Since the release of iPhone 4 and the iPad 3, Apple has doubled the resolution of the displays, which are now 640 x 960 pixels (iPhone 4 and 4s), 1536 x 2048 pixels (iPad 3), and 640 x 1136 pixels (iPhone 5). To keep a good-looking user interface for both the old as well as the Retina resolution, Apple decided not to resize all graphics or make use of scalable image formats (such as SVG), but instead it now requires two sets of graphics for each device. When building an app for iOS, you have to provide the normal-sized and double-sized images for each graphic. This is where the strongest Adobe Fireworks feature comes in.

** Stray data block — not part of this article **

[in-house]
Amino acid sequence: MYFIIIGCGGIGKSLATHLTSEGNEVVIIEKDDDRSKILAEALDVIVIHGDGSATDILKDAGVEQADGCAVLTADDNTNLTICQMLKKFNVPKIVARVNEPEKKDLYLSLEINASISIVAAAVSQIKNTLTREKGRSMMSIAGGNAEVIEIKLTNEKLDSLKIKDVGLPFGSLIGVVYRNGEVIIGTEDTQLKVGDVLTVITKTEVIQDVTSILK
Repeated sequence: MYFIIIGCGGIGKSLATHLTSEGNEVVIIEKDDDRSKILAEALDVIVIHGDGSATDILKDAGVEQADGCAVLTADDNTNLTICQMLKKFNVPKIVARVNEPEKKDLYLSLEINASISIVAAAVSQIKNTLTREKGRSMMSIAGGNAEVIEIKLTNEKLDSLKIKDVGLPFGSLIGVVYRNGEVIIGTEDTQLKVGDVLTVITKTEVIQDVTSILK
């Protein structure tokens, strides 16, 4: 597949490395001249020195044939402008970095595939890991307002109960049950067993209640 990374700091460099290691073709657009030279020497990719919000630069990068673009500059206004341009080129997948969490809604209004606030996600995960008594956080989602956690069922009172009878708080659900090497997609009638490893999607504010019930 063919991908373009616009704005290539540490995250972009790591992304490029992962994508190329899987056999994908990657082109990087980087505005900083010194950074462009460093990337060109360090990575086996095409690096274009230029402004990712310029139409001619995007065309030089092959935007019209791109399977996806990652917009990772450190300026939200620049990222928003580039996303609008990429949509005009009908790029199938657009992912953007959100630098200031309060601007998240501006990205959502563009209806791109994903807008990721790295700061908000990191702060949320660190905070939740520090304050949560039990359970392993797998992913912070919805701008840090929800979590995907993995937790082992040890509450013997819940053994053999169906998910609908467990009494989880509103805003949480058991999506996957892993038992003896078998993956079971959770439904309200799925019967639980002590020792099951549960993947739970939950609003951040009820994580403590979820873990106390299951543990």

When creating your new document, choose the @2x-resolution (2x) as your canvas size (for example, this means 640 x 960 px for iPhone 4/4s in portrait orientation) and keep the PPI at the default of 72. iOS ignores the PPI setting stored in PNG files — the only thing you need to care about is to double the resolution (in pixels) of our images when working on Retina display designs. Starting with the higher resolution is Ivo Mynttinen preferred way to design apps for Apple devices, as it allows him to set the appearance of each single pixel, and add details which won‘t be visible on the scaled-down version. In the worst case, if you have to use bitmap textures for some reason, the scaled-down version will look a lot better than a scaled-up one (which will have blurry textures).